Godzilla and King Kong were two characters I knew of growing up but whose films I’d never seen. Everything I knew of them had been gleaned through cultural osmosis—I knew Godzilla was inspired by/related to the droppings of the atomic bombs in Japan, I knew that King Kong regularly climbed tall buildings with damsels in distress in hand, and I knew that both creatures tended to be defenders of humanity, fighting against other monsters. But that’s about it. Until recently, I’d never seen even a minute of any film that featured them—outside of the Mystery Science Theater 3000 episodes that riffed a couple of Godzilla films from the 1960s/1970s. So, with the imminent release of Godzilla vs Kong on HBO Max, I thought it might be time to look into Hollywood’s latest attempt to resurrect both of these franchises—this time, in a shared universe called the “MonsterVerse.” I didn’t really know what to expect or how good the movies would be, but I was excited to watch them. And, having seen the three that have been released, they’re as much of a mixed bag as I suspected. Some of them are very good, some of them are less good. But there’s clearly a lot of fun to be had in this universe. So, in that spirit, I’d like to share some brief thoughts on the three MonsterVerse films that have been released, followed by my hopes for Godzilla vs Kong.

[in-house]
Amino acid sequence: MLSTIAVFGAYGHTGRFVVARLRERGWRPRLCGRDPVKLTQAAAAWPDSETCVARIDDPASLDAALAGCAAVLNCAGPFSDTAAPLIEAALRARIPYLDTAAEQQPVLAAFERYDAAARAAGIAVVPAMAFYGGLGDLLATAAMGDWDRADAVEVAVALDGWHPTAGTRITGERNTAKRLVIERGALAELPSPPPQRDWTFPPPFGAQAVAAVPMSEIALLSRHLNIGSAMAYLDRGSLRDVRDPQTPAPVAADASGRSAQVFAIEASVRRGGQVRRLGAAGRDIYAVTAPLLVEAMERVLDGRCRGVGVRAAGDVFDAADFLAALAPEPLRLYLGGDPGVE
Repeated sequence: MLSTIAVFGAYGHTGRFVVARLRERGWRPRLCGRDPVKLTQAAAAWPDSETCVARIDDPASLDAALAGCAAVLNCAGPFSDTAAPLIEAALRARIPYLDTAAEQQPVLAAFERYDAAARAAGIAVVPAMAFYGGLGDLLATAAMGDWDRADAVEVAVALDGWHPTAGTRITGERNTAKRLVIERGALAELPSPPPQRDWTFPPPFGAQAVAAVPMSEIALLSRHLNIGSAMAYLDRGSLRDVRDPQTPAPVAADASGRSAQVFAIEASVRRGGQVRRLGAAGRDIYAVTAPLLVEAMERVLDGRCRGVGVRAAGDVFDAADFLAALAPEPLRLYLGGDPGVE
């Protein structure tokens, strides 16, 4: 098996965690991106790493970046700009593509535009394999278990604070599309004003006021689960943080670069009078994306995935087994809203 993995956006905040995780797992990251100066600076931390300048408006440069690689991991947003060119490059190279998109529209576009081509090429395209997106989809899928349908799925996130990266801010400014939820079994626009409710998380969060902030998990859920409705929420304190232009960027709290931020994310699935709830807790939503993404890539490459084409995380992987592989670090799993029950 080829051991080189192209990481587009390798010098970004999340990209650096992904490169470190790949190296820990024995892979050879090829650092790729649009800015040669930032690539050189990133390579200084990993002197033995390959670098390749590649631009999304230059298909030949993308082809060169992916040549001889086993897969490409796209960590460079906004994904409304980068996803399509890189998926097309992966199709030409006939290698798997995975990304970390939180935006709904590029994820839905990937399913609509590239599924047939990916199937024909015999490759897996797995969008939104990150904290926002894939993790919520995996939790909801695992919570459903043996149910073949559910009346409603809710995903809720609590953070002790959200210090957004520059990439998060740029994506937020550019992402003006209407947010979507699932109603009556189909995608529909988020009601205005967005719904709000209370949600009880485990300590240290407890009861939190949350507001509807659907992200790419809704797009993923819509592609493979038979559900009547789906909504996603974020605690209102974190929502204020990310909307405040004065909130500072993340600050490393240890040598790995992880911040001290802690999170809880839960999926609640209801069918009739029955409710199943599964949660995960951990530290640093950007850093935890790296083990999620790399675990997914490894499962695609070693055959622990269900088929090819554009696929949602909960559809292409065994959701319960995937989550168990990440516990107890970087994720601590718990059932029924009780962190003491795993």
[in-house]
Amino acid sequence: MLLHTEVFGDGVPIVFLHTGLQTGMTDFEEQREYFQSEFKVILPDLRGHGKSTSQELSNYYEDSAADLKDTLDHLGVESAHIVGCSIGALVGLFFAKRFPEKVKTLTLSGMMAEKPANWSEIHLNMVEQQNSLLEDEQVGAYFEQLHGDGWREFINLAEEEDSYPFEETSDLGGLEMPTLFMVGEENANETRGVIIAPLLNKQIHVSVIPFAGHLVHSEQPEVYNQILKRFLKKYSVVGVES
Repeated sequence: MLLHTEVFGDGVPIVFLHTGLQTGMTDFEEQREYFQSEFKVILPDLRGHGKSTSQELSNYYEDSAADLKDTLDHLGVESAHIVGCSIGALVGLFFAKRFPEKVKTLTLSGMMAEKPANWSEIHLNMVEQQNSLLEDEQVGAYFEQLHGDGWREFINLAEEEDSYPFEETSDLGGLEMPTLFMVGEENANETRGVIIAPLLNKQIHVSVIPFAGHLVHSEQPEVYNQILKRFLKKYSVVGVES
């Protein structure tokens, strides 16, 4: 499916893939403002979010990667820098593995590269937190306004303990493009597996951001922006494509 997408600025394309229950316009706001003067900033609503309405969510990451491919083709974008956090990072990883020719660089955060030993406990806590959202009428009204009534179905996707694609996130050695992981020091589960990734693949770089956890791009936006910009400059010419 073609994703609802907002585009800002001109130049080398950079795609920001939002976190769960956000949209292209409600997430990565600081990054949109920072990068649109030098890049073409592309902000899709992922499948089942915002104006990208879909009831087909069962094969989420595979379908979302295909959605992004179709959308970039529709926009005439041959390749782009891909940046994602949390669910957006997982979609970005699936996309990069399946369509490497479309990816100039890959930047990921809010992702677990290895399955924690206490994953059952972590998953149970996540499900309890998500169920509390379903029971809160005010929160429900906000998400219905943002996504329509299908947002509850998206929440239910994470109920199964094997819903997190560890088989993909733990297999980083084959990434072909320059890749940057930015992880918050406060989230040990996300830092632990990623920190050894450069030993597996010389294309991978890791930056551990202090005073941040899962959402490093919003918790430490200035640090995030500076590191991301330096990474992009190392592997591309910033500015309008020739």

(NOTE: There are full spoilers for Godzilla, Kong: Skull Island, and Godzilla: King of the Monsters. Read at your own risk.)
What if the Creature from The Creature From the Black Lagoon wasn’t actually the monster of that film? Well, you’d have something similar to The Shape of Water, which clearly takes inspiration from The Creature From the Black Lagoon and other classic Universal monster movies. Written and directed by Guillermo del Toro, The Shape of Water is an otherworldly fable set against the backdrop of Cold War-era America circa 1962. In the hidden high-security government laboratory where she works, lonely Elisa (Sally Hawkins) is trapped in a life of isolation. Elisa’s life is changed forever when she and co-worker Zelda (Octavia Spencer) discover a secret classified experiment. Rounding out the cast are Michael Shannon as Colonel Richard Strickland, the man in charge of the creature research team; Richard Jenkins as Giles, Elisa’s friend and neighbor, a closeted commercial artist; Michael Stuhlbarg as Dr. Robert Hoffstetler, one of the lab’s scientists; and Doug Jones as the Creature. (Mild spoilers follow)(more…)